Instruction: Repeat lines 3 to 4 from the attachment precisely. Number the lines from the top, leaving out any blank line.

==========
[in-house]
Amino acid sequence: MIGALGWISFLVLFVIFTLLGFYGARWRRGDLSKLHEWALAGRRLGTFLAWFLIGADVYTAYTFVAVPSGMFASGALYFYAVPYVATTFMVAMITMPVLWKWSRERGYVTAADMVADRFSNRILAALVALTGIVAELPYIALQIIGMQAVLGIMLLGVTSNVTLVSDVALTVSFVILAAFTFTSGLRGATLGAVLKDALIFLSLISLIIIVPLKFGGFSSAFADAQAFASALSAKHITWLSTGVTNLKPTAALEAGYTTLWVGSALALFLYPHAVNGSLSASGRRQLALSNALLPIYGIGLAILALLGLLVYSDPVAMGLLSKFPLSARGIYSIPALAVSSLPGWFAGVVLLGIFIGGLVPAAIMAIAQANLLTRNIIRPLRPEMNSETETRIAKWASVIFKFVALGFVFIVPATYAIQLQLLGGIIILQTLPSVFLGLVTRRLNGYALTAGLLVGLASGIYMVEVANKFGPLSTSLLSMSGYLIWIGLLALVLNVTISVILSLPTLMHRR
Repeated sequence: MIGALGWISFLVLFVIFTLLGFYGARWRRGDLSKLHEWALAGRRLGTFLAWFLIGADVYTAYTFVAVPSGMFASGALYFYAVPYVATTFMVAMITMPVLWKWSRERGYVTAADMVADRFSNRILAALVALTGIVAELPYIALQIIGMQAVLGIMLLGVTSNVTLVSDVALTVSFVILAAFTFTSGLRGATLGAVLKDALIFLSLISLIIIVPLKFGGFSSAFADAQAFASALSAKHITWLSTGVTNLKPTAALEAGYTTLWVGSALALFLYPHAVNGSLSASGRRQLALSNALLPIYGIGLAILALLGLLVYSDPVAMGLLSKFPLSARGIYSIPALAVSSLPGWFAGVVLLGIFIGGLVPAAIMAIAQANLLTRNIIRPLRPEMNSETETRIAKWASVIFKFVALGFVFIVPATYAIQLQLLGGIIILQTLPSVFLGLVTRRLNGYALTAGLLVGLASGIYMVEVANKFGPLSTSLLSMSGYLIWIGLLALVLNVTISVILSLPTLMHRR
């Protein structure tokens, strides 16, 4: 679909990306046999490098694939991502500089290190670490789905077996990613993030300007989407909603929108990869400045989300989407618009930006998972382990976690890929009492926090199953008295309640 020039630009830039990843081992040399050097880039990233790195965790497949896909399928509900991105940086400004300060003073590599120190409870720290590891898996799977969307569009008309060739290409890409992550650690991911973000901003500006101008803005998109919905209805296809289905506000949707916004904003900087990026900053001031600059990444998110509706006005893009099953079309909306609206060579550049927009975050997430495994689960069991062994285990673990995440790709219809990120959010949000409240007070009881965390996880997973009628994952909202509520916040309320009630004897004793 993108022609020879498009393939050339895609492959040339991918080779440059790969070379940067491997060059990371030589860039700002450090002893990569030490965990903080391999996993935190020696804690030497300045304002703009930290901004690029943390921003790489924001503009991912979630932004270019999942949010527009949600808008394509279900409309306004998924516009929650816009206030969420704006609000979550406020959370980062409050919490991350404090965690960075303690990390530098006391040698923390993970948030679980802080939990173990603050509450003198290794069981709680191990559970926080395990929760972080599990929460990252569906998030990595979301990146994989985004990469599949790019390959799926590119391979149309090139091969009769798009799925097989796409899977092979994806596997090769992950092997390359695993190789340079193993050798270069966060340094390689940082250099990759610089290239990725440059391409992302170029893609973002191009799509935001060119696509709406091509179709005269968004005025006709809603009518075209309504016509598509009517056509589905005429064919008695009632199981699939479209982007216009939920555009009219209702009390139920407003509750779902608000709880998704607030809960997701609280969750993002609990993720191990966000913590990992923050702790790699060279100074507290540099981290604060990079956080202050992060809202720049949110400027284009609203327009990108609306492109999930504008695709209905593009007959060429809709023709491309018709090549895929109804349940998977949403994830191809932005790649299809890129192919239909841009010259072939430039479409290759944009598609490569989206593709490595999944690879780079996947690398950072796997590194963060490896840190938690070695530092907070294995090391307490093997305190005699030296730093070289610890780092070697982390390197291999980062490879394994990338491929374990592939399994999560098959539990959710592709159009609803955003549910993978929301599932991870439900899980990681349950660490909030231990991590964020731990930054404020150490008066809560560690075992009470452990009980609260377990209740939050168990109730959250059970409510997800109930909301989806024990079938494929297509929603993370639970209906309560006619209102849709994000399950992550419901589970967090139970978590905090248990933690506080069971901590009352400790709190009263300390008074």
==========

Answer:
Repeated sequence: MIGALGWISFLVLFVIFTLLGFYGARWRRGDLSKLHEWALAGRRLGTFLAWFLIGADVYTAYTFVAVPSGMFASGALYFYAVPYVATTFMVAMITMPVLWKWSRERGYVTAADMVADRFSNRILAALVALTGIVAELPYIALQIIGMQAVLGIMLLGVTSNVTLVSDVALTVSFVILAAFTFTSGLRGATLGAVLKDALIFLSLISLIIIVPLKFGGFSSAFADAQAFASALSAKHITWLSTGVTNLKPTAALEAGYTTLWVGSALALFLYPHAVNGSLSASGRRQLALSNALLPIYGIGLAILALLGLLVYSDPVAMGLLSKFPLSARGIYSIPALAVSSLPGWFAGVVLLGIFIGGLVPAAIMAIAQANLLTRNIIRPLRPEMNSETETRIAKWASVIFKFVALGFVFIVPATYAIQLQLLGGIIILQTLPSVFLGLVTRRLNGYALTAGLLVGLASGIYMVEVANKFGPLSTSLLSMSGYLIWIGLLALVLNVTISVILSLPTLMHRR
């Protein structure tokens, strides 16, 4: 679909990306046999490098694939991502500089290190670490789905077996990613993030300007989407909603929108990869400045989300989407618009930006998972382990976690890929009492926090199953008295309640 020039630009830039990843081992040399050097880039990233790195965790497949896909399928509900991105940086400004300060003073590599120190409870720290590891898996799977969307569009008309060739290409890409992550650690991911973000901003500006101008803005998109919905209805296809289905506000949707916004904003900087990026900053001031600059990444998110509706006005893009099953079309909306609206060579550049927009975050997430495994689960069991062994285990673990995440790709219809990120959010949000409240007070009881965390996880997973009628994952909202509520916040309320009630004897004793 993108022609020879498009393939050339895609492959040339991918080779440059790969070379940067491997060059990371030589860039700002450090002893990569030490965990903080391999996993935190020696804690030497300045304002703009930290901004690029943390921003790489924001503009991912979630932004270019999942949010527009949600808008394509279900409309306004998924516009929650816009206030969420704006609000979550406020959370980062409050919490991350404090965690960075303690990390530098006391040698923390993970948030679980802080939990173990603050509450003198290794069981709680191990559970926080395990929760972080599990929460990252569906998030990595979301990146994989985004990469599949790019390959799926590119391979149309090139091969009769798009799925097989796409899977092979994806596997090769992950092997390359695993190789340079193993050798270069966060340094390689940082250099990759610089290239990725440059391409992302170029893609973002191009799509935001060119696509709406091509179709005269968004005025006709809603009518075209309504016509598509009517056509589905005429064919008695009632199981699939479209982007216009939920555009009219209702009390139920407003509750779902608000709880998704607030809960997701609280969750993002609990993720191990966000913590990992923050702790790699060279100074507290540099981290604060990079956080202050992060809202720049949110400027284009609203327009990108609306492109999930504008695709209905593009007959060429809709023709491309018709090549895929109804349940998977949403994830191809932005790649299809890129192919239909841009010259072939430039479409290759944009598609490569989206593709490595999944690879780079996947690398950072796997590194963060490896840190938690070695530092907070294995090391307490093997305190005699030296730093070289610890780092070697982390390197291999980062490879394994990338491929374990592939399994999560098959539990959710592709159009609803955003549910993978929301599932991870439900899980990681349950660490909030231990991590964020731990930054404020150490008066809560560690075992009470452990009980609260377990209740939050168990109730959250059970409510997800109930909301989806024990079938494929297509929603993370639970209906309560006619209102849709994000399950992550419901589970967090139970978590905090248990933690506080069971901590009352400790709190009263300390008074």